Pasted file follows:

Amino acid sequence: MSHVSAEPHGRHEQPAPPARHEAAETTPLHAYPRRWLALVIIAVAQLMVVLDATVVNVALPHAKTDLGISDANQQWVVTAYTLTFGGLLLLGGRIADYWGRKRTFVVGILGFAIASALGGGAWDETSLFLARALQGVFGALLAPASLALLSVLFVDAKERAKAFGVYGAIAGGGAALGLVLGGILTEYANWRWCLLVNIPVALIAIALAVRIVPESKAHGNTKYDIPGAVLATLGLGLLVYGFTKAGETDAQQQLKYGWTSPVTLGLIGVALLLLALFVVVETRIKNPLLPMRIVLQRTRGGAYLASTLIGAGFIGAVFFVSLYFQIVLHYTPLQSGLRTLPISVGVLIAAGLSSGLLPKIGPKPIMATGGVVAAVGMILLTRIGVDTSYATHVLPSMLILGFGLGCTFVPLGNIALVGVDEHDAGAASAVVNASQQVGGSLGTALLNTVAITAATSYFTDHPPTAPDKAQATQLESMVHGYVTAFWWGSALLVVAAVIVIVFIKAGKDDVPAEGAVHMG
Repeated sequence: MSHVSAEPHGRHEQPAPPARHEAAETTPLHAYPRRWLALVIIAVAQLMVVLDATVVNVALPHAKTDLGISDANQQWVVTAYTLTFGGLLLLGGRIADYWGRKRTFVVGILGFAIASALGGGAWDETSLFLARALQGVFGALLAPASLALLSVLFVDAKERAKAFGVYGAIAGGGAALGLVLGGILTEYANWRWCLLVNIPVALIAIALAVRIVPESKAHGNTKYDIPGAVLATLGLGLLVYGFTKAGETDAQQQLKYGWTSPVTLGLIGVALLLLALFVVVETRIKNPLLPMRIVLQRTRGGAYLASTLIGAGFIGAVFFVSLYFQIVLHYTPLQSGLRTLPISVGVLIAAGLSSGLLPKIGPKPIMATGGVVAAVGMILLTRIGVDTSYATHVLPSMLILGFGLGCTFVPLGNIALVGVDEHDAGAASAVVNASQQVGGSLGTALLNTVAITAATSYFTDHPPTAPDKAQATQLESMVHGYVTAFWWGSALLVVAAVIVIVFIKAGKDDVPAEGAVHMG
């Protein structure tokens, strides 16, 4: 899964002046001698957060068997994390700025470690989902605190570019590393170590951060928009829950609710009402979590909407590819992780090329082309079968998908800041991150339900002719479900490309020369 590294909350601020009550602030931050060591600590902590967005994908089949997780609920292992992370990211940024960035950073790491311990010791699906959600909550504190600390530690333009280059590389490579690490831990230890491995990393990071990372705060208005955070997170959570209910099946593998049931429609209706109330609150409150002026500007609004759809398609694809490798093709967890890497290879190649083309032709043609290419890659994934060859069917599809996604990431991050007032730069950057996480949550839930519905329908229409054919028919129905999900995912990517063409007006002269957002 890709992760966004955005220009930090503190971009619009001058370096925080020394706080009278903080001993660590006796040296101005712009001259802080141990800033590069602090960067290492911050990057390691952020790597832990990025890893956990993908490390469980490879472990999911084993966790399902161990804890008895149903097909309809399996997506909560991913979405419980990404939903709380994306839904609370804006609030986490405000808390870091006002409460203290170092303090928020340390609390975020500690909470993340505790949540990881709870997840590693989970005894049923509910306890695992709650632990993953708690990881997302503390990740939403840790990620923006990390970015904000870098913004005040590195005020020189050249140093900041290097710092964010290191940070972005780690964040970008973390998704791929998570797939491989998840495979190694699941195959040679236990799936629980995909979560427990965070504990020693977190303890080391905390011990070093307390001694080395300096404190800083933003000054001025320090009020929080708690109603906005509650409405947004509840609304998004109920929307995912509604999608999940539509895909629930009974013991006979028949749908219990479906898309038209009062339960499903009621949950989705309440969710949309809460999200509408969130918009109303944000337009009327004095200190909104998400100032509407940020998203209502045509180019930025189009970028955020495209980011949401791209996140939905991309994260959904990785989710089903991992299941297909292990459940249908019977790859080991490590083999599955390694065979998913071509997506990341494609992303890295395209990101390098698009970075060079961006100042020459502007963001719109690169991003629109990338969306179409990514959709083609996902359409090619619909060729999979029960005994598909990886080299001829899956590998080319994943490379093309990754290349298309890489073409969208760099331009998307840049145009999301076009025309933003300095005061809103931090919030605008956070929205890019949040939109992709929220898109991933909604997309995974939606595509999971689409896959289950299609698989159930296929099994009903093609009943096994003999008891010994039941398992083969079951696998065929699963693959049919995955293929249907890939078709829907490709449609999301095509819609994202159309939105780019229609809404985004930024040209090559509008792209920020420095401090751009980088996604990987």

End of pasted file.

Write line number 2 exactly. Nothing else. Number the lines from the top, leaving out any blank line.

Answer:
Repeated sequence: MSHVSAEPHGRHEQPAPPARHEAAETTPLHAYPRRWLALVIIAVAQLMVVLDATVVNVALPHAKTDLGISDANQQWVVTAYTLTFGGLLLLGGRIADYWGRKRTFVVGILGFAIASALGGGAWDETSLFLARALQGVFGALLAPASLALLSVLFVDAKERAKAFGVYGAIAGGGAALGLVLGGILTEYANWRWCLLVNIPVALIAIALAVRIVPESKAHGNTKYDIPGAVLATLGLGLLVYGFTKAGETDAQQQLKYGWTSPVTLGLIGVALLLLALFVVVETRIKNPLLPMRIVLQRTRGGAYLASTLIGAGFIGAVFFVSLYFQIVLHYTPLQSGLRTLPISVGVLIAAGLSSGLLPKIGPKPIMATGGVVAAVGMILLTRIGVDTSYATHVLPSMLILGFGLGCTFVPLGNIALVGVDEHDAGAASAVVNASQQVGGSLGTALLNTVAITAATSYFTDHPPTAPDKAQATQLESMVHGYVTAFWWGSALLVVAAVIVIVFIKAGKDDVPAEGAVHMG